Those who have had the honor to work in and around the White House understand that in reality, the president has a limited and shrinking power-base. Every day and in almost every way, Congress seeks to weaken that base while transferring more of the executive branch authority to its own body.
Given that reality, a president must pick his moments and lead with the aide of his best assets: conviction and the largest and most commanding bully pulpit in the world. With regard to our human spaceflight program, it can certainly be argued that President Obama has not only missed his moment, but deliberately avoided it because he has no passion for the subject. The question being, will this go down in history as the most damaging mistake of his presidency?
The president is obviously not required to have a passion for our space program. A reality he took no pains to conceal when back in 2007, then candidate Obama said he planned to pay for his $18 billion education plan by taking it out of the hide of NASA.
That said, he is required to do all in his power to keep our nation on the path to a safer and more prosperous future. What President Obama fails to acknowledge in 2010 is precisely what President John F. Kennedy argued for in 1962. That being the critical importance of our space program to that safer and more prosperous future. On Sept. 12, 1962, Kennedy said, “…Our leadership in science and in industry, our hopes for peace and security, our obligations to ourselves as well as others, all require us…to become the world’s leading spacefaring nation.”
For the past five decades, the United States has held that title. With his decision to cancel NASA’s human spaceflight program and outsource it to private industry, Mr. Obama has now ensured that the People’s Republic of China with its military run program or Russia, will now wrest the title from us and hold it for decades or more.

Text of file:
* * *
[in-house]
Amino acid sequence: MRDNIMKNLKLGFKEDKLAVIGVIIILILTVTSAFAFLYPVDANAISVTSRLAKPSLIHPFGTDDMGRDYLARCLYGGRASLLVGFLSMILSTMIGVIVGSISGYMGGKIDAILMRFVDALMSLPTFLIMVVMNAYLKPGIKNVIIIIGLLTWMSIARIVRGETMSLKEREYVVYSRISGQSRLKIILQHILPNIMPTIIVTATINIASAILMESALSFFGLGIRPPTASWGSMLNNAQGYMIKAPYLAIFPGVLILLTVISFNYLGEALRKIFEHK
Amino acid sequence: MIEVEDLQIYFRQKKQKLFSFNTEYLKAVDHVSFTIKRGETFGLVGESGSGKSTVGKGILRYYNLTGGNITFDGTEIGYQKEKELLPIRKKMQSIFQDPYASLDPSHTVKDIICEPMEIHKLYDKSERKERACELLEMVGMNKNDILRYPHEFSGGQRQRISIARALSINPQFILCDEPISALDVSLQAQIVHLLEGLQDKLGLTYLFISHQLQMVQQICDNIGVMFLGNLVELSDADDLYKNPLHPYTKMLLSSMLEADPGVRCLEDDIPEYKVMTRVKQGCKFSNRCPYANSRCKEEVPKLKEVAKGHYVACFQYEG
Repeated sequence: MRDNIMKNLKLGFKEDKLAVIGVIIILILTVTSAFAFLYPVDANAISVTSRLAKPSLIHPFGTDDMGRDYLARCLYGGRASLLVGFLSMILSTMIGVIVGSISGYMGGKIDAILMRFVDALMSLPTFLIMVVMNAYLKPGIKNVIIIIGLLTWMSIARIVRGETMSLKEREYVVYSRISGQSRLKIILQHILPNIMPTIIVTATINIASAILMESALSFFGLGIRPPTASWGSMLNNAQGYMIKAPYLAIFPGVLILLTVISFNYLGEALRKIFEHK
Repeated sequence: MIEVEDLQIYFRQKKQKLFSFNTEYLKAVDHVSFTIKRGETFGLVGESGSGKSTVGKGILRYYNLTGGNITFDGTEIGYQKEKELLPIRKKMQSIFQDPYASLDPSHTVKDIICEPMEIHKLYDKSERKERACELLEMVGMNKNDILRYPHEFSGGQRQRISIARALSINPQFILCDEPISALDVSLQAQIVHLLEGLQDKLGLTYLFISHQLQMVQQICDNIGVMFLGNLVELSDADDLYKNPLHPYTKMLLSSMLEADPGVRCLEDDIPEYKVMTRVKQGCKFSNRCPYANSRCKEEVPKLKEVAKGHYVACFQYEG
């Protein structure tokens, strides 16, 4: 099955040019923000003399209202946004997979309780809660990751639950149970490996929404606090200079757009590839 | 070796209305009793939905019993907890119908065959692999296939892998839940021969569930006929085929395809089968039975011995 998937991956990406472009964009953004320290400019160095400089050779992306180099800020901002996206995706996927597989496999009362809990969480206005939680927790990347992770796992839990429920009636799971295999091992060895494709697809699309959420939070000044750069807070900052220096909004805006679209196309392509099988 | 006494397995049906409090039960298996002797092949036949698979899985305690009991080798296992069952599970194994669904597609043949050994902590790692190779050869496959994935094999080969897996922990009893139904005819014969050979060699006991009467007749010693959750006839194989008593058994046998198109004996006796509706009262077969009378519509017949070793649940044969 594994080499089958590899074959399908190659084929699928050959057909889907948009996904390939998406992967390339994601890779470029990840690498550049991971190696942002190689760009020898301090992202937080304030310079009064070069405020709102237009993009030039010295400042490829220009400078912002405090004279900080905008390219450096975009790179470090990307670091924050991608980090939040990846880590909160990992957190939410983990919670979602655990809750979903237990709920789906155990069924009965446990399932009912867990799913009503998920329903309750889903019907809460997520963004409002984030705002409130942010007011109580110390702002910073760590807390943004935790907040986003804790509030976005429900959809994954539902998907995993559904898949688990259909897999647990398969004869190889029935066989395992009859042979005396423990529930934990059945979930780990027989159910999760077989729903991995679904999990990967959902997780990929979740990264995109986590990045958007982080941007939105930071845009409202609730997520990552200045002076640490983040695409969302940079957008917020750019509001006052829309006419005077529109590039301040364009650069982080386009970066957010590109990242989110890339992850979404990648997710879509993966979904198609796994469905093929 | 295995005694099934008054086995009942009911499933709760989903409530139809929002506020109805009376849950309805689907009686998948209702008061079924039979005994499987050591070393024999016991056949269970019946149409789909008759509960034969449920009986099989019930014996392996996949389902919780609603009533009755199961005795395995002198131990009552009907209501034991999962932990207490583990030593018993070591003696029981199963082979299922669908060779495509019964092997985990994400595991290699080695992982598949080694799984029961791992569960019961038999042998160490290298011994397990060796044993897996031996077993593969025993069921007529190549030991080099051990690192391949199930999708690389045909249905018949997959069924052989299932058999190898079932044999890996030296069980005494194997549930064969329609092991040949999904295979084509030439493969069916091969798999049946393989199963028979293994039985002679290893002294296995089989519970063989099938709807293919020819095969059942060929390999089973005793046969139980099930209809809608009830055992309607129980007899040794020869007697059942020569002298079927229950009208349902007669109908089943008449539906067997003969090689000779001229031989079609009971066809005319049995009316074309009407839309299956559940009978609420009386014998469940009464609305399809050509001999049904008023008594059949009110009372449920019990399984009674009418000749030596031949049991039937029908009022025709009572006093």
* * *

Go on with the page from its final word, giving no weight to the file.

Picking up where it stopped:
Michael Griffin, the former administrator of NASA and himself a strong advocate of true “commercial” space, feels the president is misreading private sector capabilities as well as long-term viability. Griffin said to me, “Suborbital flight takes about 2 percent of the energy needed for orbital flight. Understanding that, the reality is that the commercial space industry is a number of years away from fielding economical, capable, reliable, and logistically dependable transportation just for cargo. With human spaceflight being harder yet.”
Griffin’s factual point has not been lost on members of Congress or even the most well-known commercial space pioneer. With regard to Obama’s decision, Rep. Bart Gordon (D-Tenn.), chairman of the House Committee on Science and Technology said it was a “radical change” and “has raised as many questions as it has answered.” Rep. David Wu (D-Ore.) questioned, “…whether this dooms us to a future where there are no Americans in space, or at least the dominant language in space is not English.” Finally, Burt Rutan, the man who designed the privately built and funded spacecraft which successfully carried humans into suborbital flight has said, “My basic concern is that the real value of NASA’s contributions that America realized in the ’60s and early ’70s is now being completely discarded. How can we rationalize a surrender of our preeminence in human spaceflight?”